Open Thread

by epi on June 18, 2013

Welcome to the Etiquette Daily

This open thread is your space to use as you like. We invite you to discuss current and traditional etiquette. Feel free to ask questions of each other and the community moderators here.

{ 6 comments… read them below or add one }

Barbara June 18, 2013 at 5:53 pm

We sent Save the Date cards. After the guests received their card, they let us know that they will not be able to come to the wedding. Since it is now time to send the invitations, do we still send them an invitation or is it optional?

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Winifred Rosenburg June 18, 2013 at 7:30 pm

You should still send them invitations. A save the date is effectively a promise that an invitation is on the way. Responses to save the dates are not considered official responses as an invitation has not been issued yet so you should give your guests the opportunity to change their minds even if that doesn’t seem likely. If you want to, you can include a note in those invitations saying something like “we know you can’t come, but we thought you’d like to see the invitation!”

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Cyra June 18, 2013 at 6:28 pm

Since one is not required to respond to a Save-the-Date, your guests could still change their response if their schedule changes. Sending an invitation would allow them to do so!

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debbie gross June 18, 2013 at 9:23 pm

This past May (2013), my niece was supposed to graduate from college. However she failed a class and must re-take the class this fall. She was allowed to “walk” the stage with her classmates. Her parents, my sister in law and brother in law are giving her a large graduation party in 2 weeks. My husband and I are of course obligated to go, (they attended our daughter’s college graduation and party). However, I feel that my niece should not be given a party or a present from us until she truly graduates. What is the proper etiquette in this situation? Any advice?

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Lauren June 19, 2013 at 12:44 pm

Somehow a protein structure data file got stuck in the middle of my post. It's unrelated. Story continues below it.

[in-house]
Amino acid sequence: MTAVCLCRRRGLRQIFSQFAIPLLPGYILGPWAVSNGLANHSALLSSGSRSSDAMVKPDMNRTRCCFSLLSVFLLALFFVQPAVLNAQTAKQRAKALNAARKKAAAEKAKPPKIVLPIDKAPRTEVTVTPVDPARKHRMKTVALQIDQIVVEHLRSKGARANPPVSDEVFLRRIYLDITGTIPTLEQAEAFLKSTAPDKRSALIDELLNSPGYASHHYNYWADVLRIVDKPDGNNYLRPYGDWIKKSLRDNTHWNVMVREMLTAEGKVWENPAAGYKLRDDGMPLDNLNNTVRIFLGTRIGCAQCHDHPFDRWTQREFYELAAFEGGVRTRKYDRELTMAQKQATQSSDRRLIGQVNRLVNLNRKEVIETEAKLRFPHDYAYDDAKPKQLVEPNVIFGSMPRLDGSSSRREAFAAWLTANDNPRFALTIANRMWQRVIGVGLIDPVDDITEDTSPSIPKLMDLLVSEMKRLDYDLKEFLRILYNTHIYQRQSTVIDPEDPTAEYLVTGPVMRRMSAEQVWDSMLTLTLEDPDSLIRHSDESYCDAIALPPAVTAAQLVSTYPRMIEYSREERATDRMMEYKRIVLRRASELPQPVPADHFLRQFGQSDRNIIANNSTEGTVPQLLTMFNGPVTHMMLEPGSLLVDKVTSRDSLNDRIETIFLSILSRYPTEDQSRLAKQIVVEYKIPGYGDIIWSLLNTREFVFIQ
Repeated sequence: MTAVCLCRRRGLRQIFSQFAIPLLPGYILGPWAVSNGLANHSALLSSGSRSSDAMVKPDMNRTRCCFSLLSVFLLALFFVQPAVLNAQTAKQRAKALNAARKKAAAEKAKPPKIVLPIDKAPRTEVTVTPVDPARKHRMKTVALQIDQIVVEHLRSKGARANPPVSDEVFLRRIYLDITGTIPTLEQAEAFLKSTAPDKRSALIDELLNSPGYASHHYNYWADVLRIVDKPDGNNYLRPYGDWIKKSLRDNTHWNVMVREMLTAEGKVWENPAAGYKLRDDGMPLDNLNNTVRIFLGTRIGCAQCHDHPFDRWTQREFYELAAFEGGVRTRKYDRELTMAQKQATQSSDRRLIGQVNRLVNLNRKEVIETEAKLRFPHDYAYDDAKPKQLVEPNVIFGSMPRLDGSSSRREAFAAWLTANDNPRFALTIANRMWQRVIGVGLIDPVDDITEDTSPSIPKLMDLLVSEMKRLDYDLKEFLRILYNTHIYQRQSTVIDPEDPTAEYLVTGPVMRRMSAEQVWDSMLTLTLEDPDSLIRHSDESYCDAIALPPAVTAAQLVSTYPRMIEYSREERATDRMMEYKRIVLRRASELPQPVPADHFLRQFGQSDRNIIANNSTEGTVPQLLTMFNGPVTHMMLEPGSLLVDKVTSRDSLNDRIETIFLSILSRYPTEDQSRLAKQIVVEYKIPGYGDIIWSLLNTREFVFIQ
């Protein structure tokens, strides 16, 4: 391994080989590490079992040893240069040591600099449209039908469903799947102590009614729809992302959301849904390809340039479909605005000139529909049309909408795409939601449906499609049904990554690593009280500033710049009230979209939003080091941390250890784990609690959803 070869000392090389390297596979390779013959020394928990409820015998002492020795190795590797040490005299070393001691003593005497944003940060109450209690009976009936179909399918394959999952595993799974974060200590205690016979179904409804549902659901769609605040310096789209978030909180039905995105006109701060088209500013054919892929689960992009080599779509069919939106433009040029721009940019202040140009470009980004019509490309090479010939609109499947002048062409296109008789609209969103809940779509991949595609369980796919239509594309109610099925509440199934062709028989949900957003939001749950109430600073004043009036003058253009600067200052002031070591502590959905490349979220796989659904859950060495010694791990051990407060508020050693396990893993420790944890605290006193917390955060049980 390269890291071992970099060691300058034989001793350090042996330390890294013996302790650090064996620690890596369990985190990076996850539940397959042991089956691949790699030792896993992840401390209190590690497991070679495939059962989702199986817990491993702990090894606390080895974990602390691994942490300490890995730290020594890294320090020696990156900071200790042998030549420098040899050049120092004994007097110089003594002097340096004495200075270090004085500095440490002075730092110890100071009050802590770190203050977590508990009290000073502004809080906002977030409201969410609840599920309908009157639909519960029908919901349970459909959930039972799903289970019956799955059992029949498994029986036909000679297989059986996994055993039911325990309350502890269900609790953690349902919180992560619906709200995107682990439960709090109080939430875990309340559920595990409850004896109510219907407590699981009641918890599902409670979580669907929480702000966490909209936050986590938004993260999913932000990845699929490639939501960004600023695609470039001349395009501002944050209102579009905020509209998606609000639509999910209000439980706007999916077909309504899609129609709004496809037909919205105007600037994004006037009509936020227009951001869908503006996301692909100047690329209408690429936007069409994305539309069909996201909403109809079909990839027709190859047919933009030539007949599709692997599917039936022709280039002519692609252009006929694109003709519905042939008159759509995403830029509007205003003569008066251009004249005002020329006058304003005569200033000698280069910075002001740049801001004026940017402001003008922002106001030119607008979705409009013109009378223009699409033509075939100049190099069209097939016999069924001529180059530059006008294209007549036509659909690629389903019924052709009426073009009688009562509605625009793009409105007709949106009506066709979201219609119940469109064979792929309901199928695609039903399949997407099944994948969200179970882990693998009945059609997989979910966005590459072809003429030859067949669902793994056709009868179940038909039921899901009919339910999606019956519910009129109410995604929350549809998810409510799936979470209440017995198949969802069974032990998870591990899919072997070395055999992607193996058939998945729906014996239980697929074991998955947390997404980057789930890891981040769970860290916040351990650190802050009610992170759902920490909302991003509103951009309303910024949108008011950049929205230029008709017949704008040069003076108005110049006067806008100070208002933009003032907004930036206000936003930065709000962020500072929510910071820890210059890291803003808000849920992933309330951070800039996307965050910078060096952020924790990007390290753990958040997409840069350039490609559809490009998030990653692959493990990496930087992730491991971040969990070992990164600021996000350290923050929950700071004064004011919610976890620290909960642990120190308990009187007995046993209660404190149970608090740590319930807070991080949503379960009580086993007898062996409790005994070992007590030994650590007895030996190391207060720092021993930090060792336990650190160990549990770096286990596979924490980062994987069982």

As she’s your niece, it’s understandable that your absence at the party might hurt feelings or raise questions. (As Alicia notes, you can of course choose not to go; though it doesn’t look that that’s your question.)

The decision that your niece be given a party is the hosts’. It would be a breach of etiquette to make it known that you don’t think she deserves a gift (the party) given by someone else. Your gift, however, is completely at your discretion. If worded carefully, there might be an appropriate way for you to postpone giving her your gift until she passes the final course: you can congratulate her at the party for the achievements she has accomplished, and say something about your future present as an incentive to keep her going through this last push!

That said, I would embrace the opportunity to celebrate with your niece. Many universities have graduations in the spring for students who still have coursework to complete in the summer term, and grades for the spring term aren’t usually calculated until after the graduation ceremonies. Yet post-ceremony parties/gifts/cards abound. Who can participate in the ceremony is limited to students with only one or two courses outstanding, so it wasn’t as though an exception was made for her to be at the ceremony. She completed the requirements for the ceremony (she won’t be having another in December), and this is the time your family decided to celebrate the degree. The extent to which you celebrate it is up to you; though, if you go to the party, it should be in at least some semblance of a congratulatory spirit.

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Alicia June 18, 2013 at 9:50 pm

You are never obligated to attend a party regardless if they attended or did not attend previous parties you held. If you feel that the missing class is such that she should not be having a party now then you should decline the party invite and instead when she does graduate officially celebrate with her at that point.

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